So the toad took up the elegant little bed, and swam away with it, leaving Tiny all alone on the green leaf, where she sat and wept. She could not bear to think of living with the old toad, and having her ugly son for a husband. The little fishes, who swam about in the water beneath, had seen the toad, and heard what she said, so they lifted their heads above the water to look at the little maiden. As soon as they caught sight of her, they saw she was very pretty, and it made them very sorry to think that she must go and live with the ugly toads. "No, it must never be!" so they assembled together in the water, round the green stalk which held the leaf on which the little maiden stood, and gnawed it away at the root with their teeth. Then the leaf floated down the stream, carrying Tiny far away out of reach of land.

Tiny sailed past many towns, and the little birds in the bushes saw her, and sang, "What a lovely little creature;" so the leaf swam away with her farther and farther, till it brought her to other lands.

A graceful little white butterfly constantly fluttered round her, and at last alighted on the leaf. Tiny pleased him, and she was glad of it, for now the toad could not possibly reach her, and the country through which she sailed was beautiful, and the sun shone upon the water, till it glittered like liquid gold. She took off her girdle and tied one end of it round the butterfly, and the other end of the ribbon she fastened to the leaf, which now glided on much faster than ever, taking little Tiny with it as she stood.

Presently a large cockchafer flew by; the moment he caught sight of her, he seized her round her delicate waist with his claws, and flew with her into a tree. The green leaf floated away on the brook, and the butterfly flew with it, for he was fastened to it, and could not get away.

Oh, how frightened little Tiny felt when the cockchafer flew with her to the tree! But especially was she sorry for the beautiful white butterfly which she had fastened to the leaf, for if he could not free himself he would die of hunger. But the cockchafer did not trouble himself at all about the matter. He seated himself by her side on a large green leaf, gave her some honey from the flowers to eat, and told her she was very pretty, though not in the least like a cockchafer. After a time, all the cockchafers turned up their feelers, and said, "She has only two legs! how ugly that looks." - "She has no feelers," said another. "Her waist is quite slim. Pooh! she is like a human being." - "Oh! she is ugly," said all the lady cockchafers, although Tiny was very pretty. Then the cockchafer who had run away with her, believed all the others when they said she was ugly, and would have nothing more to say to her, and told her she might go where she liked. Then he flew down with her from the tree, and placed her on a daisy, and she wept at the thought that she was so ugly that even the cockchafers would have nothing to say to her. And all the while she was really the loveliest creature that one could imagine, and as tender and delicate as a beautiful rose-leaf.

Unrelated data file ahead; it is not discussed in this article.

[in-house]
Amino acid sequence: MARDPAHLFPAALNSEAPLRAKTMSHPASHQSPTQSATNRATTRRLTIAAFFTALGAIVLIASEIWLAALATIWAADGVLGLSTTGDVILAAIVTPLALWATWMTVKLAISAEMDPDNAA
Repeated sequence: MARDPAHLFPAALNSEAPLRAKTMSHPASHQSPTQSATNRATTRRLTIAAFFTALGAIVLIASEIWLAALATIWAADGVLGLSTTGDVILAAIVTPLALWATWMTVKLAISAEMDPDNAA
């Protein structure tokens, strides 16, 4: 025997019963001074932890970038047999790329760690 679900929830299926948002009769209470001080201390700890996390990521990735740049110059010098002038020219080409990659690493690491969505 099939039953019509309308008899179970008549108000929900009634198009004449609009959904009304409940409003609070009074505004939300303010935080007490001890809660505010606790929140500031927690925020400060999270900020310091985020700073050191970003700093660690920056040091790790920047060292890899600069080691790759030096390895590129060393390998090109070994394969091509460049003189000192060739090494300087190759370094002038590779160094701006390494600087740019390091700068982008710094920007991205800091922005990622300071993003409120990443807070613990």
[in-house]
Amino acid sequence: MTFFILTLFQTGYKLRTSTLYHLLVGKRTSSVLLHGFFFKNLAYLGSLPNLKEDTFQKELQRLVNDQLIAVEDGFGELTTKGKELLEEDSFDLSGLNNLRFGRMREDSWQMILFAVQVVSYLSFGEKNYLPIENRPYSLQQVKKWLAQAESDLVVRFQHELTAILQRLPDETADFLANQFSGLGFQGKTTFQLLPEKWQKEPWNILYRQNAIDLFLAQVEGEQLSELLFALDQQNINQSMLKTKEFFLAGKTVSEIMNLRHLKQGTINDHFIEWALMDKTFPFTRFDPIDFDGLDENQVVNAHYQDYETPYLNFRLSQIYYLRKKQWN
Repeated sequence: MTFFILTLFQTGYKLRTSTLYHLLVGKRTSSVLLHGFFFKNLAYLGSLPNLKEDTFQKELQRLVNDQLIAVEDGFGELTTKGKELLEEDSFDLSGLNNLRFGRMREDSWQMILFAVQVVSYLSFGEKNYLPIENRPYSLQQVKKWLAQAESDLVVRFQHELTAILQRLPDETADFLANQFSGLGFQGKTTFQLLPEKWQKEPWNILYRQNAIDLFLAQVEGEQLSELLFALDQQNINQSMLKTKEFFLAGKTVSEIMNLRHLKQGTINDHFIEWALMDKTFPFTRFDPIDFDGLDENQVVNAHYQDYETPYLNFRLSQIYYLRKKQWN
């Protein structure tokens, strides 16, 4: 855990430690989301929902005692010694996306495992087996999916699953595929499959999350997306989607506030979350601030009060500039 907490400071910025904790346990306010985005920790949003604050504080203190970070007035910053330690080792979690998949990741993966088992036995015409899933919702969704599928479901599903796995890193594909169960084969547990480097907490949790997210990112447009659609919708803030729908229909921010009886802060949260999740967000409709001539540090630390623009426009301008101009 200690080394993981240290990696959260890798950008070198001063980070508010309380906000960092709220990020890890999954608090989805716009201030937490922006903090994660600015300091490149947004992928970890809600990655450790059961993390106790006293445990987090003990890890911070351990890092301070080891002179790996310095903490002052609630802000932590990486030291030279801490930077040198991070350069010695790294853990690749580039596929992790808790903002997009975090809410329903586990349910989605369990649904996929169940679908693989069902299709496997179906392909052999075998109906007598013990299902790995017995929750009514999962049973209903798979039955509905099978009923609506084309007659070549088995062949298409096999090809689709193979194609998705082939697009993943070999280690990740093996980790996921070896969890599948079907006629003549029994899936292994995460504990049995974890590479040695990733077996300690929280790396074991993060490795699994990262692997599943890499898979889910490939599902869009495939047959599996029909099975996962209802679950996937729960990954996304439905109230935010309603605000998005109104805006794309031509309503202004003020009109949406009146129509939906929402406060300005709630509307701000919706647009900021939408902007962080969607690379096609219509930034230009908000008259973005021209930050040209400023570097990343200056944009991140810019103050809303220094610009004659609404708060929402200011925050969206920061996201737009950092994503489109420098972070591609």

During the whole summer poor little Tiny lived quite alone in the wide forest. She wove herself a bed with blades of grass, and hung it up under a broad leaf, to protect herself from the rain. She sucked the honey from the flowers for food, and drank the dew from their leaves every morning. So passed away the summer and the autumn, and then came the winter,– the long, cold winter. All the birds who had sung to her so sweetly were flown away, and the trees and the flowers had withered. The large clover leaf under the shelter of which she had lived, was now rolled together and shrivelled up, nothing remained but a yellow withered stalk. She felt dreadfully cold, for her clothes were torn, and she was herself so frail and delicate, that poor little Tiny was nearly frozen to death. It began to snow too; and the snow-flakes, as they fell upon her, were like a whole shovelful falling upon one of us, for we are tall, but she was only an inch high. Then she wrapped herself up in a dry leaf, but it cracked in the middle and could not keep her warm, and she shivered with cold.